Now, given Mr. Cuomo’s role as a supporter of and counselor to his brother, I am left again wondering about his relationship with truth and accountability. Has this man always cared “deeply” and “profoundly” about sexual harassment issues? Does he believe enough in accountability to step up and take some meaningful actions?
I have no grudge against Mr. Cuomo; I’m not looking for him to lose his job. Rather, this is an opportunity for him and his employer to show what accountability can look like in the MeToo era. Accountability has been the cornerstone of the MeToo movement, leading to tangible results and even justice, consequences for harassers and the possibility of real change. Accountability has been clear in the wake of the New York State attorney general’s investigation into Governor Cuomo, which not only outlined instances of sexual harassment and mistreatment of at least 11 women by him but also identified an inner circle of advisers who helped guide him through this political and legal crisis. I call them the enablers. The official report documented the inner workings of these people, including Mr. Cuomo, and laid out their strategies and tactics to protect the governor.
Mr. Cuomo’s name shows up in an email thread with other advisers the weekend Governor Cuomo’s second accuser, Charlotte Bennett, came forward. The attorney general’s report says that he was part of “ongoing and regular discussions about how to respond to the allegations publicly” and that he appeared to counsel the governor “to express contrition.” The Washington Post also reported that Mr. Cuomo urged his brother to take a defiant position early in the scandal and not resign. We all know that Mr. Cuomo was being consulted by his brother; what has never come to light, and what Mr. Cuomo has not been held to account for, is the full scope of the advice he gave his brother and whether his advice and his role in helping shape the defense of a sitting governor (one who was being investigated by Mr. Cuomo’s own network) were in keeping with CNN’s standards and values. (In May, Mr. Cuomo apologized for taking part in strategy calls with the governor and his staff, calling it “a mistake.” CNN called those conversations “inappropriate.”)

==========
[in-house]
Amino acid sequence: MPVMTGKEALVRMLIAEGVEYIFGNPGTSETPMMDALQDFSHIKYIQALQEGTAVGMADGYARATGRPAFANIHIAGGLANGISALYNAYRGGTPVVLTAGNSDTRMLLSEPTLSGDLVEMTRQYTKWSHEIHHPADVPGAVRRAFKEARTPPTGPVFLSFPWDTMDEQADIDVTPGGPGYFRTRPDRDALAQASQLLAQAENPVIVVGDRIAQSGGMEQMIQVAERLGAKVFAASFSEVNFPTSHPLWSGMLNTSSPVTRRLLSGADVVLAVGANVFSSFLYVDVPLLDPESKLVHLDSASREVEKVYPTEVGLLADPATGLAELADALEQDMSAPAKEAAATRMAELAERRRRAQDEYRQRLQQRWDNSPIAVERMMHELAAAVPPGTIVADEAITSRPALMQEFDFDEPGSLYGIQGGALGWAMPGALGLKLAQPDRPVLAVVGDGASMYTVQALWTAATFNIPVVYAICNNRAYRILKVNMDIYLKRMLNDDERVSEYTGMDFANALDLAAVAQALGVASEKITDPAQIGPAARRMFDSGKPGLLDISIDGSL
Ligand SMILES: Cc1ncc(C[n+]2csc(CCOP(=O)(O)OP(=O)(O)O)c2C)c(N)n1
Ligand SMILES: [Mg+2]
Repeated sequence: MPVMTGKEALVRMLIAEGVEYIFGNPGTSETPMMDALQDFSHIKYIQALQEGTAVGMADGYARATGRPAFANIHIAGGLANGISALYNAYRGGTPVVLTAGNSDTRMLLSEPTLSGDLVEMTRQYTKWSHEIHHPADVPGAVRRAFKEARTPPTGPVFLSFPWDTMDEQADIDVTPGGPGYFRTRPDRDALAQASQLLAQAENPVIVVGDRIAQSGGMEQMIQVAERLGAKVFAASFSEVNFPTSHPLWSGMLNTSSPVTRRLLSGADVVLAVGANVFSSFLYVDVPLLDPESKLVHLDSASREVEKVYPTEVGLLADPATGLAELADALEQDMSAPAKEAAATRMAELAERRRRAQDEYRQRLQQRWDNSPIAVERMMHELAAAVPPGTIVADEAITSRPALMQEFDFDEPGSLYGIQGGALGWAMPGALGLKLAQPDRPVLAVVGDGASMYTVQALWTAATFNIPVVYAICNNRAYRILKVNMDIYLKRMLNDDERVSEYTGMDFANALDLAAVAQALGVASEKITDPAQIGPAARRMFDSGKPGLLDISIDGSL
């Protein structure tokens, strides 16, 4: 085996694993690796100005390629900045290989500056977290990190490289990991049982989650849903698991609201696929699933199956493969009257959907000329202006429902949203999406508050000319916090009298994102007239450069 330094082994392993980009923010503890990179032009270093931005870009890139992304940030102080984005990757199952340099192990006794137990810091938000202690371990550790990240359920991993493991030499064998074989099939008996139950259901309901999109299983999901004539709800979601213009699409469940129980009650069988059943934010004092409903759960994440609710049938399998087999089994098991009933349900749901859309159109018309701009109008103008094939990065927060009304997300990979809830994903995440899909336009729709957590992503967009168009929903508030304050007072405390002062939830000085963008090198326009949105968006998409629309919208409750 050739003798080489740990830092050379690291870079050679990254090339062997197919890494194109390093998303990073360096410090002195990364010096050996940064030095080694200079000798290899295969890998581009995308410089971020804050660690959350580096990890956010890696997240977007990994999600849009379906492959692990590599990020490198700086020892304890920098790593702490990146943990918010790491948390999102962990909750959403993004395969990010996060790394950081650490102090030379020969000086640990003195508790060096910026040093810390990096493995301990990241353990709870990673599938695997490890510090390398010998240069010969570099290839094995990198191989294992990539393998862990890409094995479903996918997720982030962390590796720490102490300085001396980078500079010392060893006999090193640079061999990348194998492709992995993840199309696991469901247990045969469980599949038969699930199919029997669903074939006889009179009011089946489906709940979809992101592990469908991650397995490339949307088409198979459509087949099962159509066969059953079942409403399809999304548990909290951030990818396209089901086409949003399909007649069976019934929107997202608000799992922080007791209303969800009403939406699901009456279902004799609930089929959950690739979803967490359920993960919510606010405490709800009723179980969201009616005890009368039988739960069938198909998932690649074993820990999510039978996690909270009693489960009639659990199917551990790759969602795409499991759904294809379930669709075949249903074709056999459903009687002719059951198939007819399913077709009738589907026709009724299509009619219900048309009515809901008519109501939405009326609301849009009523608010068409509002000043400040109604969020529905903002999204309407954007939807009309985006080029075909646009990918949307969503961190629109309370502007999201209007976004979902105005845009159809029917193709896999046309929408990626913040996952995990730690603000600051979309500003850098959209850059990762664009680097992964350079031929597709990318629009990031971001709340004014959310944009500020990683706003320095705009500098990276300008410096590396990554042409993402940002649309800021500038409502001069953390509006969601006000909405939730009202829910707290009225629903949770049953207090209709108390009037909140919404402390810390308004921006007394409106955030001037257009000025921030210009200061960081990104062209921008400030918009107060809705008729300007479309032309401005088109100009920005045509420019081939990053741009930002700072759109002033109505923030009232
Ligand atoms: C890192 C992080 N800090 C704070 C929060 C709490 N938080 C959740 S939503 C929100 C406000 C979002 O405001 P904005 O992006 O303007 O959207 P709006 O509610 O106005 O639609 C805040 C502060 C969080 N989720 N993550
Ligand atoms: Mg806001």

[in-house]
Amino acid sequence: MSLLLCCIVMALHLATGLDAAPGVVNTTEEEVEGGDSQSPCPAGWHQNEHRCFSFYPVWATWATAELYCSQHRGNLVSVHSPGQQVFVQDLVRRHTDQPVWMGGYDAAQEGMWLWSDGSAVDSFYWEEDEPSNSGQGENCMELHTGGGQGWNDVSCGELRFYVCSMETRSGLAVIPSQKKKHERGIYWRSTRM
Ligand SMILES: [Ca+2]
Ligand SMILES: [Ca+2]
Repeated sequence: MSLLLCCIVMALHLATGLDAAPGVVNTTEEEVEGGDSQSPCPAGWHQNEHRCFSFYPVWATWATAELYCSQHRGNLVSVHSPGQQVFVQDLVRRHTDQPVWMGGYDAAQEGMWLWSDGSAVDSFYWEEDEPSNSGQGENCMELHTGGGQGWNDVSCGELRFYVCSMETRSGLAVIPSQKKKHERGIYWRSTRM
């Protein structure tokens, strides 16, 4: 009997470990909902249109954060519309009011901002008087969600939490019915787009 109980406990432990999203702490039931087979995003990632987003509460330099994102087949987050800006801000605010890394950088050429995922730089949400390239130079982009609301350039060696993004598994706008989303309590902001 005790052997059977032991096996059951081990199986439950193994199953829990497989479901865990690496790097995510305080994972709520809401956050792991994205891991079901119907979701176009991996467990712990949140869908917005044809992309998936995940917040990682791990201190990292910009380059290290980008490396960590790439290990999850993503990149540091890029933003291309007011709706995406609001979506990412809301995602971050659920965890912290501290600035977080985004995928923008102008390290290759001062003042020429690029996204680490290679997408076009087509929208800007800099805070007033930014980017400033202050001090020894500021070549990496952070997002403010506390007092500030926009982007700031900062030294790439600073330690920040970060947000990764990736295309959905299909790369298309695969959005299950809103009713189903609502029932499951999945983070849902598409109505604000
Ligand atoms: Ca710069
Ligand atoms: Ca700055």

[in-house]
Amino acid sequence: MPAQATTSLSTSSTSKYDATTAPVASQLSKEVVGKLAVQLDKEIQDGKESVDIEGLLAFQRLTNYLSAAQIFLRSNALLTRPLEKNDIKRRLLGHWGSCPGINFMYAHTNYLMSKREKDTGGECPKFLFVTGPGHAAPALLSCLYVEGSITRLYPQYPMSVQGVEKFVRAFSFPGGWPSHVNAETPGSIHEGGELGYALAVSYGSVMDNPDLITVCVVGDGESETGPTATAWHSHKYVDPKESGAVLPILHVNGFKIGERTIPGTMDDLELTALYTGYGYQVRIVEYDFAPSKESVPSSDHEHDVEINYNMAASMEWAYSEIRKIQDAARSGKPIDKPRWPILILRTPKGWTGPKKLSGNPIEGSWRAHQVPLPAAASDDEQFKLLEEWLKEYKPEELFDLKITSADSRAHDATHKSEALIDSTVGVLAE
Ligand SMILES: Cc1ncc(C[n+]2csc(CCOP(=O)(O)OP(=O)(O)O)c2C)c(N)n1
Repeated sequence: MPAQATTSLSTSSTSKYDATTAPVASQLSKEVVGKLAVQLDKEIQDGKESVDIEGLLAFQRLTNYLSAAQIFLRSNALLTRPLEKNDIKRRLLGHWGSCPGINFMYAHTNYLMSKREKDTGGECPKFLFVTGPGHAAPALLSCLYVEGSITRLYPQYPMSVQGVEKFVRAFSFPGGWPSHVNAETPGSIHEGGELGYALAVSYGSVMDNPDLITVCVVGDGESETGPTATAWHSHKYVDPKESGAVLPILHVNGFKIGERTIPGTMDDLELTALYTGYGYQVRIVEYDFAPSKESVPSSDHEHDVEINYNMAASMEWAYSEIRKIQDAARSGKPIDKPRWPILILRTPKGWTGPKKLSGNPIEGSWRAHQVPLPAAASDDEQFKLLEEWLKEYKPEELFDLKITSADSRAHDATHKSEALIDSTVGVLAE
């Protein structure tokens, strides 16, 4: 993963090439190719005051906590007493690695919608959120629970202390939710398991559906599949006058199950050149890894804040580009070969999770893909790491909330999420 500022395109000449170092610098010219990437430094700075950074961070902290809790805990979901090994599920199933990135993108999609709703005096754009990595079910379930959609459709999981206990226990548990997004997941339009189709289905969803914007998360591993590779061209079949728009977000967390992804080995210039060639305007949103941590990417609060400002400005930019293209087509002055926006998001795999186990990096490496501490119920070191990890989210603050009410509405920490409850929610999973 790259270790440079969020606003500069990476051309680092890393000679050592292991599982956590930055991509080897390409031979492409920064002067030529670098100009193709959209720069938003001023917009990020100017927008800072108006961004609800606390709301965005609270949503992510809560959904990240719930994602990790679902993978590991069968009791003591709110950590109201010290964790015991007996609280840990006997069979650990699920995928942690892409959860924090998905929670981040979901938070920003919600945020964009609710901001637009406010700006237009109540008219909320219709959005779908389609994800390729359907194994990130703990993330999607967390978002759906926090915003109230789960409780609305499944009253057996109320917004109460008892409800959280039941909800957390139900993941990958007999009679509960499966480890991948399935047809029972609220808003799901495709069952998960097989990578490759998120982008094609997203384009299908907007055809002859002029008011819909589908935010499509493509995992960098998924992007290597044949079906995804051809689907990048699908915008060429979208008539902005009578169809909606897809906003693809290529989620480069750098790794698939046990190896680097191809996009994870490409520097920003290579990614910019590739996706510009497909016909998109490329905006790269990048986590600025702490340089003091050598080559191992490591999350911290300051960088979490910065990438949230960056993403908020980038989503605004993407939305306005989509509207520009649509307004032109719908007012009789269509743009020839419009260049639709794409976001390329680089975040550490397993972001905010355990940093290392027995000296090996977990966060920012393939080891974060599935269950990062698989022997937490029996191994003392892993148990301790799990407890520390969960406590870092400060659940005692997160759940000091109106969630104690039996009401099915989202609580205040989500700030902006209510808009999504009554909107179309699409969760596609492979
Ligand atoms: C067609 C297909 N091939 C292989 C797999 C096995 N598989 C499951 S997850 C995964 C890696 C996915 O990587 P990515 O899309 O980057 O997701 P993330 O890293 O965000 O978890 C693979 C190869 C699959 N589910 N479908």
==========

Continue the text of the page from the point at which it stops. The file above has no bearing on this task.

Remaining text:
After Governor Cuomo resigned, it didn’t surprise me that attention turned to the enablers. A number of them have been fired or forced to step down from their high-powered jobs. It did surprise me to learn that Roberta Kaplan, the chairwoman of Time’s Up, a nonprofit created at the start of the MeToo movement to fight sexual harassment, was involved in efforts to defend the governor. She quickly resigned, followed by the group’s president and chief executive, Tina Tchen.
Finally, during the Labor Day weekend, as Mr. Cuomo was walking around in his “Truth” T-shirt, the entire 71-person Global Leadership Board of Time’s Up was dissolved, including Reese Witherspoon, Natalie Portman, Janelle Monáe, Brie Larson, Tessa Thompson, Laura Dern, America Ferrera, Kerry Washington, Tarana Burke, Alyssa Milano, Gretchen Carlson and Amy Schumer. The members were reportedly notified Sept. 5 via email from a co-founder of Time’s Up, informing them, “There is no need for your individual resignations, as the group no longer exists.” I cannot recall any organization ever acting so swiftly and comprehensively to hold itself accountable after top leaders veered from their founding mission.
While the fallout has continued across Governor Cuomo’s circle of advisers — two former staff members resigned from outside jobs, and the president of the Human Rights Campaign was summarily fired — Mr. Cuomo and CNN seem to have moved on. As recently as last month, he was suggesting that he did not cross a line in aiding Governor Cuomo, telling his CNN viewers, “I’m not an adviser. I am a brother.” A brother calls to privately console you after hours. An adviser is looped in on staff emails and crisis conference calls, gives talking points and helps shape the narrative.